Scientists examining levels of ocean noise in the Bering Sea—an important migratory seascape for whales, walruses, seals, and other acoustically sensitive animals—have confirmed that the presence of sea ice plays a central role in the soundscape of these Arctic waters.
A growing concern is that the disappearance of sea ice due to a changing climate could mean a marine realm increasingly filled with shipping and other human-related ocean noise, according to scientists from Southall Environmental Associates, WCS (Wildlife Conservation Society), and other groups in a new study.
WCS President and CEO Dr. Cristián Samper issues statement on oil and gas development in the Arctic National Wildlife Refuge.
WASHINGTON (April 19, 2018) – WCS remains adamant that no oil and gas development should occur in one of America’s most unspoiled, treasured landscapes.
A new report released today by WCS shows real world examples of how conservationists in the U.S. have successfully changed their conservation strategies to adapt to climate change.
December 19, 2017 -- The following statement is by WCS Senior Conservation Scientist George Schaller on allowing drilling in the Arctic National Wildlife Refuge, which is part of the tax bill expected to pass Congress and be signed into law this week. Schaller was part of the original scientific expedition in 1956 that led to the Refuge’s creation:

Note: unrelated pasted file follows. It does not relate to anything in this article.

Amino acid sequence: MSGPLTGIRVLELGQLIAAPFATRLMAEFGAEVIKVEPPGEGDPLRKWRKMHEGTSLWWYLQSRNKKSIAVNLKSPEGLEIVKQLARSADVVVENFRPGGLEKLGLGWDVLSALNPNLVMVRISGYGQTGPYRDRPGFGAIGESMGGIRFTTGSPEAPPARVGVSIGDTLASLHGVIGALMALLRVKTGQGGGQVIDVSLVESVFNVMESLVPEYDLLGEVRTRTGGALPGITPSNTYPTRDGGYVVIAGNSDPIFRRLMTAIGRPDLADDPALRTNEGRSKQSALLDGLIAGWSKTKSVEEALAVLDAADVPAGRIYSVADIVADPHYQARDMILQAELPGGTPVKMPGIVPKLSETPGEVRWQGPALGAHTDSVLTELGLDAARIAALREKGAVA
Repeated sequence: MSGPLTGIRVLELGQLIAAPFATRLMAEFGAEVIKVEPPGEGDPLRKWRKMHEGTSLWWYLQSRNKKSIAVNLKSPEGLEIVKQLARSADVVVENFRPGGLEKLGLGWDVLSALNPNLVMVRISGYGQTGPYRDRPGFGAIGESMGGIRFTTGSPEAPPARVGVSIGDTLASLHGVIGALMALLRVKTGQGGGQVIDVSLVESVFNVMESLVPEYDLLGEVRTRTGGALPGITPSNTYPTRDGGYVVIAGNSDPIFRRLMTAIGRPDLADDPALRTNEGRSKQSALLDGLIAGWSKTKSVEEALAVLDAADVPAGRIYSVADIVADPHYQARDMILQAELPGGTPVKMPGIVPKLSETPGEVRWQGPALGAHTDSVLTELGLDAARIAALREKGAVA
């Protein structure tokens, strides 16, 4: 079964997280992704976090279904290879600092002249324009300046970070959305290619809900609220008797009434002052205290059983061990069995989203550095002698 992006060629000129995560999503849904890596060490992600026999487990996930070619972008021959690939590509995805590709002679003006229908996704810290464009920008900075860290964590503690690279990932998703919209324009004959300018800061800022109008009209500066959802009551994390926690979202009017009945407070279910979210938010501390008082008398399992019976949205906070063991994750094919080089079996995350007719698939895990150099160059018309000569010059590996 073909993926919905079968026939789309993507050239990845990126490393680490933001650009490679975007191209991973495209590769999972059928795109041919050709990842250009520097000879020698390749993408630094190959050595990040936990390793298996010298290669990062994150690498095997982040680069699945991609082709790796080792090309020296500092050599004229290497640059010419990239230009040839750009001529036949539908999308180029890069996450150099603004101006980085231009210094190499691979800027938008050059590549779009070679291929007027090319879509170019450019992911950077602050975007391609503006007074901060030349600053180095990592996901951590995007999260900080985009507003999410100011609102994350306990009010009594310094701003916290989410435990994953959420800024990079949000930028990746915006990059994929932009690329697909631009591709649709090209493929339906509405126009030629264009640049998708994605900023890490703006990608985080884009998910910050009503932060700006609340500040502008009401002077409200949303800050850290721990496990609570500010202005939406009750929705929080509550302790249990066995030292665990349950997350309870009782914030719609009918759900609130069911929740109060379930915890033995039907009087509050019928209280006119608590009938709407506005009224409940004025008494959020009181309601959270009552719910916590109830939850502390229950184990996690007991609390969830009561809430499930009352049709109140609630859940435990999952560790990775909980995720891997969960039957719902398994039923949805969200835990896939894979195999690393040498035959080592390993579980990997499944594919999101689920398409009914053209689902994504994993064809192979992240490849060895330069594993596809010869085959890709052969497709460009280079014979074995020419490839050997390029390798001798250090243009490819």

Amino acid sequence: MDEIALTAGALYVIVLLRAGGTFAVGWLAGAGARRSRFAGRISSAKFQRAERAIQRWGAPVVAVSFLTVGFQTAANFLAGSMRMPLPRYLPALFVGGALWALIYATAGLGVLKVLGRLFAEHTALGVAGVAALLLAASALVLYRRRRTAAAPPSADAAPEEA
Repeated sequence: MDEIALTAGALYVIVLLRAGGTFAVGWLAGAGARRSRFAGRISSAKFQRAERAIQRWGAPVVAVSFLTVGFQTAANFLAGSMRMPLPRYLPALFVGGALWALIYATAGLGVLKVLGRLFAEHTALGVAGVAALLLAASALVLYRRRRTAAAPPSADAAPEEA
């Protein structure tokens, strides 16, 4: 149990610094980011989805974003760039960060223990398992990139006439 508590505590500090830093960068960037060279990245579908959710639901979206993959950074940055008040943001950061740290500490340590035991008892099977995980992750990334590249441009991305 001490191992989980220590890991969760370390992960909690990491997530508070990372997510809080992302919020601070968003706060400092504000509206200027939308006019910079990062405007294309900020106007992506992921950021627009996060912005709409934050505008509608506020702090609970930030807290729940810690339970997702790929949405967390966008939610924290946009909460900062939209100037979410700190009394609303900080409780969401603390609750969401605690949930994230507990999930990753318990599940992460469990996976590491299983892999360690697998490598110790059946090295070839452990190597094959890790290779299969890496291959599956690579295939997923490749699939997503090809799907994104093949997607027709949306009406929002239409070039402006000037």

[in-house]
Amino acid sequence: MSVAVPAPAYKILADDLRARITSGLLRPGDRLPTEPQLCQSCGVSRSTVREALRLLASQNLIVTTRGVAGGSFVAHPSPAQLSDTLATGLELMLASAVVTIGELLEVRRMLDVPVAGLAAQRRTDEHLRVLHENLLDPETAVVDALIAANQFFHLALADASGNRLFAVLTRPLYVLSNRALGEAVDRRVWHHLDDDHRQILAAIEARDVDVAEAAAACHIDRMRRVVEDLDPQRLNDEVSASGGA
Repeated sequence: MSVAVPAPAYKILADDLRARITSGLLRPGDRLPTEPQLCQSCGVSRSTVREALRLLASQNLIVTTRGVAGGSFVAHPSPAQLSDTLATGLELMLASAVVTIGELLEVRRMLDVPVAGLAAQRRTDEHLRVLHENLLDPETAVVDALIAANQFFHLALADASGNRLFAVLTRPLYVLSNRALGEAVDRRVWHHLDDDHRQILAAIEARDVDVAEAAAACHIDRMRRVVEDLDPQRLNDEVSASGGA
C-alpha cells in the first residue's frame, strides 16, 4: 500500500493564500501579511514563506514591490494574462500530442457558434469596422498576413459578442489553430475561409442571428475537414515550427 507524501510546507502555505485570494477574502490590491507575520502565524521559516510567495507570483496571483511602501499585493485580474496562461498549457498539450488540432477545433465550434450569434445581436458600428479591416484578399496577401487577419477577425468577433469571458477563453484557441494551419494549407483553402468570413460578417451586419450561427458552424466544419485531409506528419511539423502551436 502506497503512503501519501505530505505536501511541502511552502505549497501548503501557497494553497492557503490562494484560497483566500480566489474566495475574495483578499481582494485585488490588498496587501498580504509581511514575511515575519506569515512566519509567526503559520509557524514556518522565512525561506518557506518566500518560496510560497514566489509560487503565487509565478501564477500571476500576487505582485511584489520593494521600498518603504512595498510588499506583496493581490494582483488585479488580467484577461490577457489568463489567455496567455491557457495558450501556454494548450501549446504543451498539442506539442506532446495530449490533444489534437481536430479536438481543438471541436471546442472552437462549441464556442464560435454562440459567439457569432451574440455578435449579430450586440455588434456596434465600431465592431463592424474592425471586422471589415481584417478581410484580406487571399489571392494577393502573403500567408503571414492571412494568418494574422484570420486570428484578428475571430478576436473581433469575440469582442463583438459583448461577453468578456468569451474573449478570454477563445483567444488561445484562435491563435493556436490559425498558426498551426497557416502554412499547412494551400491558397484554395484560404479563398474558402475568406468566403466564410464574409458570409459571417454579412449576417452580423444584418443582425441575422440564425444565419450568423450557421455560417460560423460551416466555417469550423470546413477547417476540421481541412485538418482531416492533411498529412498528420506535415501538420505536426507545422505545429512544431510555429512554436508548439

WASHINGTON (Nov. 13, 2017) – WCS today released a letter sent to the Senate Committee on Energy and Natural Resources, Chair Lisa Murkowski (R-AK) and Ranking Member Maria Cantwell (D-WA), urging a rejection of pending legislation to open portions of the Arctic National Wildlife Refuge to oil and gas development.
WASHINGTON (October 19, 2017) – Today, an amendment was offered to the Senate’s budget resolution that would have stopped the effort to open the Arctic National Wildlife Refuge to oil and gas drilling as a means to fund other priorities, including tax cuts. That amendment failed, and the budget subsequently passed, signifying one step closer to irreparable damage to one of America’s last remaining pristine places.
WASHINGTON (September 29, 2017) – Allowing oil and gas drilling in the Arctic National Wildlife Refuge would be an unnecessary and harmful despoiling of a place of great natural value to wildlife, to the people who rely on this land, and for the American public – both now and in the future.